Kentucky Gov. declares state of emergency after lethal twister

People search a tornado-damaged building in Mayfield, Kentucky on December 11, 2021.

Brett Carlsen | Getty Images

LOUISVILLE, Kentucky – Kentucky Governor Andy Beshear declared a state of emergency early Saturday morning and asked President Joe Biden for federal aid after a deadly overnight storm struck bluegrass state.

“It’s devastating,” said Beshear during one press conference, added that he had activated the National Guard in Kentucky. More than 180 guardsmen are stationed in areas in western Kentucky, the hardest-hit part of the state.

Beshear said early estimates put the Kentucky death toll at 50, but said it could likely rise “well north of it”. He advised residents who are safe to avoid areas and streets where crews are helping with emergency operations.

A Outbreak of at least 30 tornadoes left a great trail of destruction. A twister swept through four states and carved at least a 220-mile trail, counting it among the longest tornadoes in US history if it stayed on the ground.

Beshear said the tornado that struck through western Kentucky hit the town of Mayfield before moving northeast through Benton, Princeton, Beaver Dam and expiring into towns in Breckinridge County. The governor said more than 100 people worked at a candle factory in Mayfield during the storm. The facility was razed to the ground and is said to be the site of “mass victims”.

Bowling Green, home of Western Kentucky University, was also badly damaged as well canceled opening ceremonies planned for Saturday.

“Significant tornado damage in the area affects the networks and telephone lines of the WKU. The WKU is in contact with all employees of the dormitory and there are no reported injuries on campus,” said a statement from the university.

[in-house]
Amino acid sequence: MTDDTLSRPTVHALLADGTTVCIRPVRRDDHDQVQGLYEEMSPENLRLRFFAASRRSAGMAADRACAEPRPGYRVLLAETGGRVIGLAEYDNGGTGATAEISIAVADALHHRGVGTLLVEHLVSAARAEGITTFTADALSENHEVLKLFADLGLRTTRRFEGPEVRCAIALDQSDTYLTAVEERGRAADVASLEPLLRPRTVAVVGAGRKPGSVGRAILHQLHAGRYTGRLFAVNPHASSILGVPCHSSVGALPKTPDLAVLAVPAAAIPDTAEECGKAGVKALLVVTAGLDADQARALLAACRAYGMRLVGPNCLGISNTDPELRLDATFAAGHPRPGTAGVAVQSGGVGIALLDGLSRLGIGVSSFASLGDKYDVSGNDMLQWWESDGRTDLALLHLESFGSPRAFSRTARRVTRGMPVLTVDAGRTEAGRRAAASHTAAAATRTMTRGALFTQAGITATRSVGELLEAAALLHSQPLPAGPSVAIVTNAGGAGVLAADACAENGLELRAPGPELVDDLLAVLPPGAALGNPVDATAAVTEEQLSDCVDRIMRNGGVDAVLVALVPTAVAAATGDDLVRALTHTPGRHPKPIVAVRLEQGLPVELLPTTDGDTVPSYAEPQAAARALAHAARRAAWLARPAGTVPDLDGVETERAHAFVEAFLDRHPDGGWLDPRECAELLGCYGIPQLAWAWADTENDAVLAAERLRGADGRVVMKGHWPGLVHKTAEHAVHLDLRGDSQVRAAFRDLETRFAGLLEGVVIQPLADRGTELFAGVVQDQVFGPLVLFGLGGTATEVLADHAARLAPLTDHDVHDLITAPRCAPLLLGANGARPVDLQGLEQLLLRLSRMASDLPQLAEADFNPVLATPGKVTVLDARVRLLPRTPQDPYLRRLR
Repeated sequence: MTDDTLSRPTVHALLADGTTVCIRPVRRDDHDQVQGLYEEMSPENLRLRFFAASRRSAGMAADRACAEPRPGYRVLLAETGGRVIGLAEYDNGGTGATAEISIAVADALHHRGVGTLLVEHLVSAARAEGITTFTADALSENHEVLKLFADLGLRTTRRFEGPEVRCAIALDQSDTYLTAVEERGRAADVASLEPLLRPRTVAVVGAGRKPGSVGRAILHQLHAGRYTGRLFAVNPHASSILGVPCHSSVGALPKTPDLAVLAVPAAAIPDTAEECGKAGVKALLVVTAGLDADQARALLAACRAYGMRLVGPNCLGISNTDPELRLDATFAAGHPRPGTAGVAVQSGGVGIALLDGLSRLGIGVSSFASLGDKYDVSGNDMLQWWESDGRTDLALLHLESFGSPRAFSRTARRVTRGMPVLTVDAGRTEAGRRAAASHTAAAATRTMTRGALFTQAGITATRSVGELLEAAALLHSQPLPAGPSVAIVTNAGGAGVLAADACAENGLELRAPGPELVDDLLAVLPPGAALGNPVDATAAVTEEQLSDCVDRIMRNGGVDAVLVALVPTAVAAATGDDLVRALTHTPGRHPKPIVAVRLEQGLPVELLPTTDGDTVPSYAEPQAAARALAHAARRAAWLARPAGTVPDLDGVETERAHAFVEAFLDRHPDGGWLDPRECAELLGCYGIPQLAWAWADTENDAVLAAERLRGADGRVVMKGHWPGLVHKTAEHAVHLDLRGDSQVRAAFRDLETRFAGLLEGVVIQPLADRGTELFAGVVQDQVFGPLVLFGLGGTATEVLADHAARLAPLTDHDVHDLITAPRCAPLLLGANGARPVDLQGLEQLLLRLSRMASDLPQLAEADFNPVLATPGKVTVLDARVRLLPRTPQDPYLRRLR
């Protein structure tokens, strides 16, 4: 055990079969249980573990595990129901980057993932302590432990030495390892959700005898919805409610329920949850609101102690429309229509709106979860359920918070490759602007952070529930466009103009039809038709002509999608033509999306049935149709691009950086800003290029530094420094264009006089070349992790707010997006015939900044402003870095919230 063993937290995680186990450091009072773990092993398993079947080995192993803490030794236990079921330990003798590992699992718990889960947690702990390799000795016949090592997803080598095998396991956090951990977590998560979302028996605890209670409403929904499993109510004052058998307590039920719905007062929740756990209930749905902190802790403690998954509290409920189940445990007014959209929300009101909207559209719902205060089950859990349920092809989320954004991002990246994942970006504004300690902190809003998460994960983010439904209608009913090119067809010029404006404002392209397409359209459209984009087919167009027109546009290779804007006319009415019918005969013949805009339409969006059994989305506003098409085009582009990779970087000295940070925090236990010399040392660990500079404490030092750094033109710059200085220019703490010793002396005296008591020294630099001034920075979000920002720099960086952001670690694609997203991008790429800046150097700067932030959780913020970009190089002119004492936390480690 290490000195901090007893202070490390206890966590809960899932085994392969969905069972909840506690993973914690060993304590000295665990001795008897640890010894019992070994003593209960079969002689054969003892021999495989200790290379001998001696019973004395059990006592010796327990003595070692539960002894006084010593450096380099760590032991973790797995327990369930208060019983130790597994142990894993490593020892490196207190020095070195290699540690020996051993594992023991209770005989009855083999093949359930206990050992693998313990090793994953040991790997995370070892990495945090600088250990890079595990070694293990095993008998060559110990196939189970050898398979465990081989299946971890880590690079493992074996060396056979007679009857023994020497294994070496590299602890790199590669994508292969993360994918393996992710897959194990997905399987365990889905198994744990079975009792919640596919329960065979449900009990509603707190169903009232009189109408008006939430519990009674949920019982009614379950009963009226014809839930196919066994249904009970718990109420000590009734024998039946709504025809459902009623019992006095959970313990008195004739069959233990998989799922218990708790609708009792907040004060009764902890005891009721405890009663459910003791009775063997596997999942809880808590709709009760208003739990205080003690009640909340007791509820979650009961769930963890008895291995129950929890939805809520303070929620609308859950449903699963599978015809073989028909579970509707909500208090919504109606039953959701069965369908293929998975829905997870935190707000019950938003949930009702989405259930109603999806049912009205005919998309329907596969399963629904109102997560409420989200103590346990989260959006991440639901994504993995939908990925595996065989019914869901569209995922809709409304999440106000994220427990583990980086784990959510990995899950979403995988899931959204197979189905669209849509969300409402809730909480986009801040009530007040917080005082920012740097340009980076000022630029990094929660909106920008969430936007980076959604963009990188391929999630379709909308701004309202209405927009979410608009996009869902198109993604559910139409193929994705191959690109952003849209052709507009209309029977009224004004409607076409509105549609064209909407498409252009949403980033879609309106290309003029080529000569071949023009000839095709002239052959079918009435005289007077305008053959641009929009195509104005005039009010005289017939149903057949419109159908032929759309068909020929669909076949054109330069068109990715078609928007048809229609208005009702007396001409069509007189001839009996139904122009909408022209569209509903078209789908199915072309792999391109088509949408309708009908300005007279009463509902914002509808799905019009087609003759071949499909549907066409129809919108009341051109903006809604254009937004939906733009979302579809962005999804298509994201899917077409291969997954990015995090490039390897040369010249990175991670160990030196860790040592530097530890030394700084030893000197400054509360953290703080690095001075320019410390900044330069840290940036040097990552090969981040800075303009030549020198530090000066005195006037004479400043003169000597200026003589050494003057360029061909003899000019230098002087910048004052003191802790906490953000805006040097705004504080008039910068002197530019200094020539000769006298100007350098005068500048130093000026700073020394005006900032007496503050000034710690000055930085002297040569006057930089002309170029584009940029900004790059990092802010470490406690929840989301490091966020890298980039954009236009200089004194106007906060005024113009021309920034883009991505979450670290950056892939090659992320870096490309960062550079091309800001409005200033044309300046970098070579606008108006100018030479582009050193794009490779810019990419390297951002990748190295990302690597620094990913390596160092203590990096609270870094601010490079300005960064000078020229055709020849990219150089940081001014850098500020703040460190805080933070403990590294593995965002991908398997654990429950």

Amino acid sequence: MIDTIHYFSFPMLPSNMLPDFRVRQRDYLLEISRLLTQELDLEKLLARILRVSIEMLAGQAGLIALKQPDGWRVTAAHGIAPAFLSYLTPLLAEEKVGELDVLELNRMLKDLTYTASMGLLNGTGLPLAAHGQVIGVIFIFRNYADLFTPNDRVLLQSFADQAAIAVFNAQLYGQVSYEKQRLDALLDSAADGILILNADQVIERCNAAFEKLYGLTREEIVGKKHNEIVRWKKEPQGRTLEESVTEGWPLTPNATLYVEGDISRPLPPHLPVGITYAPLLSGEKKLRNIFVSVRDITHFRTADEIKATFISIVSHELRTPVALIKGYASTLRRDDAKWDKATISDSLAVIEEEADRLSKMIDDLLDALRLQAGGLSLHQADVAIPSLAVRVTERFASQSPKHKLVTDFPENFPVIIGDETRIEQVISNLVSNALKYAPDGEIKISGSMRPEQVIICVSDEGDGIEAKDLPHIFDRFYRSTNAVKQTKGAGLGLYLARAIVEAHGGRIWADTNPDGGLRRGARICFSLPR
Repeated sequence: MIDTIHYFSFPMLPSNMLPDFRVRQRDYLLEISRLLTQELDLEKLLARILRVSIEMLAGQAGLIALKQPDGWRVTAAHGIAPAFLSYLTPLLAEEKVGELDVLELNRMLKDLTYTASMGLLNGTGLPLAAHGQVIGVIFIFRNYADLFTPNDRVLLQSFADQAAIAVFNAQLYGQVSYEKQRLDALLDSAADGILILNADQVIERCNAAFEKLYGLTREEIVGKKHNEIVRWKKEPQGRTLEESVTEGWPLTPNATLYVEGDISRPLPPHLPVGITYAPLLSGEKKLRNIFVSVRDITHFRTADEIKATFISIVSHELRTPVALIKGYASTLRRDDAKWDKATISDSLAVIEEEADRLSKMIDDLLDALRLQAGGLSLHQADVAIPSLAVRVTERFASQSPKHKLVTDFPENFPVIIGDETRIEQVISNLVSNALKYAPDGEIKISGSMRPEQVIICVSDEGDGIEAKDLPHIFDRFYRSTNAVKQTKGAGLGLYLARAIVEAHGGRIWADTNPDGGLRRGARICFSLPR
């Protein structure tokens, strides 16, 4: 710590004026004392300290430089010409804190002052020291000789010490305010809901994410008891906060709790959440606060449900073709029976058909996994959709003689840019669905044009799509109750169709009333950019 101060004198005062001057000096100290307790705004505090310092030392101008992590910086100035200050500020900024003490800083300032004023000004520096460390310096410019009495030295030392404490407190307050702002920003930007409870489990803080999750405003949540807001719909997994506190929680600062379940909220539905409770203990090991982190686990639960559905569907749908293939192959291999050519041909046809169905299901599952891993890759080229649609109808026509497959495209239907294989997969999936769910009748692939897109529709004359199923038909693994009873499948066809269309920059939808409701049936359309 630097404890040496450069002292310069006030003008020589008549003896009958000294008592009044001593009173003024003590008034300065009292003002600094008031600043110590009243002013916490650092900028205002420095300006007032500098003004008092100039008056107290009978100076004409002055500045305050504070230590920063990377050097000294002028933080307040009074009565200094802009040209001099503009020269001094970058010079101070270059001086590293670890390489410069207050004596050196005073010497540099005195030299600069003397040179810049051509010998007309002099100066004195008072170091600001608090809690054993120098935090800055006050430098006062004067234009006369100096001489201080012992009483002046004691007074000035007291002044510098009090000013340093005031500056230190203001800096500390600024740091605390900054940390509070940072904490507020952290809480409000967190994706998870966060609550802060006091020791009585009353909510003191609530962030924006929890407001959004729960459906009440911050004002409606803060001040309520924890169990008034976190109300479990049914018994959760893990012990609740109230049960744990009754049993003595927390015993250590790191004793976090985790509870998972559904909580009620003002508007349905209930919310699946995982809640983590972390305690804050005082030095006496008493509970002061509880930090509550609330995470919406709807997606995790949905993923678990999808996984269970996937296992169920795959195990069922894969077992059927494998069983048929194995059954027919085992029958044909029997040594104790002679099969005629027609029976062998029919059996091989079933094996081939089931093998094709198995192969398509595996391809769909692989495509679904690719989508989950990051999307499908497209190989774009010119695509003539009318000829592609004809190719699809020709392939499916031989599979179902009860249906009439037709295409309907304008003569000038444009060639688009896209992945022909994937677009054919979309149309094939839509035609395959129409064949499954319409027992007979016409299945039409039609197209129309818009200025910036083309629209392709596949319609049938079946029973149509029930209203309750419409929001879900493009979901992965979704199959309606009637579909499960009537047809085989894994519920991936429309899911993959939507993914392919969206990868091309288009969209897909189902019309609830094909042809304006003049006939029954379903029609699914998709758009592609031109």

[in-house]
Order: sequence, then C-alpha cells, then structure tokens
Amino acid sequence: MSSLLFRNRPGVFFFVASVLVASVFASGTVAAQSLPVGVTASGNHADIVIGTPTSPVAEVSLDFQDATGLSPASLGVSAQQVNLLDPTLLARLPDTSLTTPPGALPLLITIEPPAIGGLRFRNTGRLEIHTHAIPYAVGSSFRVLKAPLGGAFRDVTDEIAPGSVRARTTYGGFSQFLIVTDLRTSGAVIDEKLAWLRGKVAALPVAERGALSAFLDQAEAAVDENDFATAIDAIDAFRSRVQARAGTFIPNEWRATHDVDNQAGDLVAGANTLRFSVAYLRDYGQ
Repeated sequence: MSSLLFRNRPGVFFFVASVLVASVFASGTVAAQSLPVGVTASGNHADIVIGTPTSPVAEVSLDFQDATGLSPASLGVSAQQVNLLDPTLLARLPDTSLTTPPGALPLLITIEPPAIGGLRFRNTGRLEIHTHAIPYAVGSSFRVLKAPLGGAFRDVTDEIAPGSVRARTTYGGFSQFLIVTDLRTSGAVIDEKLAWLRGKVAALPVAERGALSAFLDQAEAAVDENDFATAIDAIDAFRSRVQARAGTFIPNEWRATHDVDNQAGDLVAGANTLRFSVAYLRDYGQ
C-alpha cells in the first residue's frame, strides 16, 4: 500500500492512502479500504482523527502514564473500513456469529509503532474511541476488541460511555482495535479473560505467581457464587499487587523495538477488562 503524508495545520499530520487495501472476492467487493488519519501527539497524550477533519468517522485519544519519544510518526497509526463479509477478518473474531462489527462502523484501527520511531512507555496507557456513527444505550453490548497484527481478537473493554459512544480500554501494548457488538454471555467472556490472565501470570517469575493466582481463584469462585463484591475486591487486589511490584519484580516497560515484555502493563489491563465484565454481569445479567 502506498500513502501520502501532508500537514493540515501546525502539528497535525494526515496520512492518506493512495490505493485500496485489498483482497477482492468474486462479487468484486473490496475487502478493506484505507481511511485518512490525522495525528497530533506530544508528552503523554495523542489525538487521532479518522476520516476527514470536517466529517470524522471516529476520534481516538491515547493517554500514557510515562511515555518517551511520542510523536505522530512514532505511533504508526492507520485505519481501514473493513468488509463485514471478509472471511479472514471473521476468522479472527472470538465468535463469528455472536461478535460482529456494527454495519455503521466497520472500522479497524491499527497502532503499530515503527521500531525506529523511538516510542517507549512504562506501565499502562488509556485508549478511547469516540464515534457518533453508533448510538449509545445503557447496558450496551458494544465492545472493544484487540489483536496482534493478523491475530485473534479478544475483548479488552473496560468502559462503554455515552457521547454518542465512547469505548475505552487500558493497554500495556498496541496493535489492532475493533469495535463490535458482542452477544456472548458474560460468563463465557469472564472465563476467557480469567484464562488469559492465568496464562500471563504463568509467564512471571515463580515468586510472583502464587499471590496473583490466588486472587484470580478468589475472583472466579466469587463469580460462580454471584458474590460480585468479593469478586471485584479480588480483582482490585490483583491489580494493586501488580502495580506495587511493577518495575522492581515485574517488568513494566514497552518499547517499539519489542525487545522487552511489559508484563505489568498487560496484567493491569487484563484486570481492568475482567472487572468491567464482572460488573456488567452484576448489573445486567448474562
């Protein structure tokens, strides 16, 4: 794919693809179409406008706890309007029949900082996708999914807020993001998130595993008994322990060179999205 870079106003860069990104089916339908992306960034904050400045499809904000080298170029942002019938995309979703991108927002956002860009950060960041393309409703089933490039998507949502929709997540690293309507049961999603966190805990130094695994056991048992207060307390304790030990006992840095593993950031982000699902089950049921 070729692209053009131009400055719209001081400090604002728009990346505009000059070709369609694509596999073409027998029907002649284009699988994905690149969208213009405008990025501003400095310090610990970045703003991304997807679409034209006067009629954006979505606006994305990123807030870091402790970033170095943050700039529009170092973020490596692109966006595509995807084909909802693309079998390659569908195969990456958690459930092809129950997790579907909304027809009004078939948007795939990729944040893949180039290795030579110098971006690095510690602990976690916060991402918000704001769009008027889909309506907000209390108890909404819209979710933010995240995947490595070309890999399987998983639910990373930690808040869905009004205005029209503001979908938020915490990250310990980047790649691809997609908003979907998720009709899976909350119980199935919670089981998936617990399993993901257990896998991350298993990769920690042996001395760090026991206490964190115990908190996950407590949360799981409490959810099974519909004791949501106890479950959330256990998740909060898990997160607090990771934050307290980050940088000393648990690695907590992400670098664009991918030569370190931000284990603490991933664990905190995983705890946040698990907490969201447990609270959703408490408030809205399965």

President Biden was briefed on the storms and said in a statement Saturday morning that he was “in contact with state and local officials as the survivor search and damage assessments continue”.

Biden will be leaving Wilmington, Delaware, to comment on the storms at 4:30 p.m. ET.

Republican Senate Chairman Mitch McConnell issued a statement following the devastating tornadoes in his home state.

“I pray for the lives hit by the tornado devastation across the Commonwealth and for the communities affected. Many thanks to the first responders and the National Guard for their courageous work in the midst of this tragedy. ” McConnell wrote on Saturday.

“As I continue to receive reports from my staff, local and state officials, we will work with the entire Kentucky federal delegation to support Governor Andy Beshear’s request for federal aid to help these hard-hit communities with the funds and resources to that they need.” rebuild, “he added.

Kentucky Senator Rand Paul issued a separate statement Saturday saying his team is working with local and state officials.

“Our hearts are broken for all of those who suffer from last night’s terrible storms. I and my team will do everything in our power to assist local and state officials in responding immediately and will aggressively assist families, businesses and officials with access to recovery resources, ”Paul wrote.

The EU declares struggle on cash laundering | Europe| Information and present affairs from across the continent | DW

“The rules we have to prevent Money laundering are among the toughest in the world, “said European Commission Vice-President Valdis Dombrovskis,” but they must now also be applied systematically. “

There haven’t been enough of these in recent years. In practice, many EU Member States do not implement the rules or are simply too lax in monitoring and auditing suspicious financial transactions. That is why the European Commission has now officially made a proposal that Brussels has been working on for months: It wants to create a new EU supervisory authority that will keep a close eye on financial developments in the member states and monitor and audit large transnational financial institutions, which are a potential risk .